My training in biomedical research includes undergraduate training at Arizona State University (B.S. in Microbiology in 2002), graduate training at the University of North Carolina at Chapel Hill (Ph.D. in Microbiology and Immunology in 2007), and postdoctoral training at Vanderbilt University from 2007-2015. Since September 2015 I have been at Emory University as an Assistant Professor in the Department of Pediatrics. My research background has been focused on understanding various aspects of virus and host interactions. From undergraduate work to identify mechanisms of programmed cell death induced following vaccinia virus infection, to graduate work in understanding how the Epstein-Barr virus oncogene latent membrane protein 1 induces deregulated cell growth, to post-doctoral work to establish mechanisms of virus cell entry by the nonenveloped reovirus.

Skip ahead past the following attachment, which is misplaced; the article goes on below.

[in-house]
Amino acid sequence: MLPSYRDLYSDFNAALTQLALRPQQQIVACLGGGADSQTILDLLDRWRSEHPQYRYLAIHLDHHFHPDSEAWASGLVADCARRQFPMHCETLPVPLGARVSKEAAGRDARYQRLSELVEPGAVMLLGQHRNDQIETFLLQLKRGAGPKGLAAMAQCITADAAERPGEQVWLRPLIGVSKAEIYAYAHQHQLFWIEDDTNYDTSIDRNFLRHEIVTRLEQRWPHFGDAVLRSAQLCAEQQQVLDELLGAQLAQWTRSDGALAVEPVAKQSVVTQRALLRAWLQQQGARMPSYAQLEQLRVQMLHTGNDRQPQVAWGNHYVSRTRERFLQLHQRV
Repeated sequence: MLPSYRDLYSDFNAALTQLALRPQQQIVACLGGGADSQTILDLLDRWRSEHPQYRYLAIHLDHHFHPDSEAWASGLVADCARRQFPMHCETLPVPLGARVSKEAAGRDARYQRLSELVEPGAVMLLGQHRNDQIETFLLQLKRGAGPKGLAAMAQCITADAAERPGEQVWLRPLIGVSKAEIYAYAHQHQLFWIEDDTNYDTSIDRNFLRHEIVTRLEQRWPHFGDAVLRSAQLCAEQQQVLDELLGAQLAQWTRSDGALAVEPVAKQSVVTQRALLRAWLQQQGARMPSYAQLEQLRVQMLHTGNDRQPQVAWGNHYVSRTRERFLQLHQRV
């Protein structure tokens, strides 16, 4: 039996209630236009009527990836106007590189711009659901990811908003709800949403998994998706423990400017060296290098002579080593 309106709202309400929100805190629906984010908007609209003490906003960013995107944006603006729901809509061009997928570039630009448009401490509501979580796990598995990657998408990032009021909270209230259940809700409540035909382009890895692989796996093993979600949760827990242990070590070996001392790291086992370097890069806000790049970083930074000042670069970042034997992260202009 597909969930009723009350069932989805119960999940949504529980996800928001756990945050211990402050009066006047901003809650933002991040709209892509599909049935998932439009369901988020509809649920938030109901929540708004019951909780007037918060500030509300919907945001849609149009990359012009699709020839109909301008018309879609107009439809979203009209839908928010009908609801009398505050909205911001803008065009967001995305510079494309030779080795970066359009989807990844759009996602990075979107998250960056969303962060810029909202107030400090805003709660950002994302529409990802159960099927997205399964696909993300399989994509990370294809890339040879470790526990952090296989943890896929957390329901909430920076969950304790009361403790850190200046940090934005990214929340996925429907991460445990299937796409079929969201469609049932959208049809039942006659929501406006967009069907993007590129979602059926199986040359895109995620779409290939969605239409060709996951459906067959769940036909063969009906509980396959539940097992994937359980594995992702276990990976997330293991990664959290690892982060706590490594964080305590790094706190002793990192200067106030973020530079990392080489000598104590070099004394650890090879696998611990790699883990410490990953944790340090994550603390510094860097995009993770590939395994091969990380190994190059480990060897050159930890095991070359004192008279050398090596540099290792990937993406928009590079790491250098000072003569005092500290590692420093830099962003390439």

My experience with cell-based assays encompass assays that test cellular properties and functions at the individual cell level (e.g. confocal, super-resolution, and wide-field microscopy, flow cytometry, infectivity assays) to population-based assays (e.g. western blot analysis, gene knockdown, transcritpomic analysis) to high-throughput assays (e.g. small molecule and RNAi screening). Advances in liquid handling, high-throughput imaging, high-throughput sequencing, and data analysis technologies have made these techniques more mainstream and allowed for more complex scientific questions to be addressed. At the same time, the advent of improved microscopy and fluorescent labeling technologies have greatly enhanced the ability to visualize nucleic acid and protein targets at the intracellular level. One of my favorite lab activities is to fluorescently tag cellular and viral proteins and assess how their cellular localization is affected during infection. Although this is a simple task, the process of genetically modifying a gene, expressing the modified gene in a cell, and being able to see how it is affected during a viral infection is incredibly rewarding.